Aria Obay, left, and her mother Terri Obay, help the incoming freshman move her belonging in the new residence hall. (Photo by TSU Media Relations)

Choosing TSU was an easy decision for Obay, who expressed her fascination with the university and its renowned fashion program.

“Most of my family members went here, and I have an interest in going into fashion. TSU has a great fashion program. So, the decision was easy, besides, I wanted to go to an HBCU,” Obay said.

Deaderick Jones is a TSU alum and the author of the book “Peace Like Never Before.” He dropped off his son, Josiah Jones, at TSU, expressing his happiness that his son is attending the same institution that helped him “break the barrier” as the first in his family to earn a college degree.

Deaderick Jones, left, a TSU graduate and author, drops off his son Josiah Jones on the first day of Freshman Move-in. (Photo by TSU Media Relations)

“I grew up here in the project and the first in my family to even think about college,” said Deaderick, whose book is about overcoming the odds. “For me, it was breaking the barrier, and I am making sure I instill that in my son.”

Deaderick’s son, Josiah, a business administration major from Nashville, is coming to TSU on a full scholarship.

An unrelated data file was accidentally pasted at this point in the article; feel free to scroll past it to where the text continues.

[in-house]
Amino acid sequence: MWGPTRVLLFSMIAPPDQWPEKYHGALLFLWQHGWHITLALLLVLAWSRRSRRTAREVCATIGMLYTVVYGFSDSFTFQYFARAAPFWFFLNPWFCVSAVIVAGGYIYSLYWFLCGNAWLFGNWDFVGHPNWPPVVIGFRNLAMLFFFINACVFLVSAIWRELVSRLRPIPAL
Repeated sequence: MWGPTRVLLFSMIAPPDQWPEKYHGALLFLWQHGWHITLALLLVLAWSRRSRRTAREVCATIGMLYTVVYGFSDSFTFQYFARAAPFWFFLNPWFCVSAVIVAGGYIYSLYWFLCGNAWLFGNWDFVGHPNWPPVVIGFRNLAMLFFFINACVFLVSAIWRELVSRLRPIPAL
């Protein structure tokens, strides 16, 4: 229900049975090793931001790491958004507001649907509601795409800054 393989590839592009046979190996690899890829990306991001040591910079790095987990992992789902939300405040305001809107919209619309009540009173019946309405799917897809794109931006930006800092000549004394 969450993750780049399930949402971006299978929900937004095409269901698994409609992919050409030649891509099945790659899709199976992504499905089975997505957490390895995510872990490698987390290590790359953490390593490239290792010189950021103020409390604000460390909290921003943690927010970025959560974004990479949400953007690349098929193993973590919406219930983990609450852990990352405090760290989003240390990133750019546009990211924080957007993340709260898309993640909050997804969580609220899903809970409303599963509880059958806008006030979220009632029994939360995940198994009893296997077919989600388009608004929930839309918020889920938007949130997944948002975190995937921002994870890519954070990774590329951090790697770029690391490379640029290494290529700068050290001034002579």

Coinciding with the start of Freshman Move-in, August 14-16, TSU President Glenda Glover announced her retirement after 11 years as the first female president of the university. President Glover made the announcement during the annual fall faculty staff institute and later held a press conference with several faculty, staff, alumni, and community members. Reflecting on her accomplishments, which included securing record research funding, doubling the university’s endowment, student success, and infrastructural improvements, President Glover expressed her desire to make a larger impact on the national stage. She emphasized her commitment to addressing vital issues such as protecting access to education and fighting for social justice.